European asset managers competing for a share of a 1 trillion Swedish kronor (€87 billion) pension mandate must prove full ESG-integration to be in with a chance of succeeding.
Sweden is encouraging fund managers to come forward to assist it in allocating the pot, which represents just over 10% of Sweden’s total public retirement assets.
However authorities stress that firms must fully incorporate ESG into their strategies and processes, or else their application will not be accepted.
The Office of the Swedish Fund Selection Agency is overseeing the process in a bid to replace an existing system that found itself at the centre of an embezzlement scandal, and subsequent outrage from Swedish taxpayers.
Erik Fransson, executive director of the agency, said: “Unlike the current system, there will be a requirement that the manager systematically integrates sustainability into its operations.”
Sweden’s rules for this particular mandate will require fund managers to adhere to the United Nations’ Global Compact, the OECD guidelines for multinational corporations, or the UN’s guiding principles for human rights.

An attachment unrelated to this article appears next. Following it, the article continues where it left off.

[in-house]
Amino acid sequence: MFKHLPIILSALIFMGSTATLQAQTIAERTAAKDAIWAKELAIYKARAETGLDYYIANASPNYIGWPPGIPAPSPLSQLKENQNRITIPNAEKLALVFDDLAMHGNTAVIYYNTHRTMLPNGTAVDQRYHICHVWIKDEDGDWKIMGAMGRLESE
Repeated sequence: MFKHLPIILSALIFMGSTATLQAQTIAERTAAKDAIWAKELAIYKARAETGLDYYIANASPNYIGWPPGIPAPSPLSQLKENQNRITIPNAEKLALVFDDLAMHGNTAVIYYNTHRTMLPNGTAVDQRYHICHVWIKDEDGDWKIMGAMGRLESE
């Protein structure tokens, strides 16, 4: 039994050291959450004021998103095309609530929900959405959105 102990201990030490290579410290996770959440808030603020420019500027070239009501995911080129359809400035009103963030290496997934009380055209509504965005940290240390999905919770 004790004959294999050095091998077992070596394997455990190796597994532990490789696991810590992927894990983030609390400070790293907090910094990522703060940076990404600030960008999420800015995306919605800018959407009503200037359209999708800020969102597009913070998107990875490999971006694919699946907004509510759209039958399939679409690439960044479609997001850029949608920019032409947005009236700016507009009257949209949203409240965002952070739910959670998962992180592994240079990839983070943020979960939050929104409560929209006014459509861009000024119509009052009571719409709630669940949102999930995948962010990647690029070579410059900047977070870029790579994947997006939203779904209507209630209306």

Furthermore, firms will only be allowed to offer investment products that are registered as ESG fund classes under Europe’s Sustainable Finance Disclosure Regulations, known as Article 8 and Article 9 funds.
It is expected that the Swedish Fund Selection Agency will conduct its first selection process in the second quarter, choosing a total of around 150 funds.
The rebooting of the fund selection process comes after the so-called Falcon Funds scandal. This involved the defrauding of roughly 20,000 Swedish pension savers and resulting in fines and prison sentences for six of the people involved in the investment scam.
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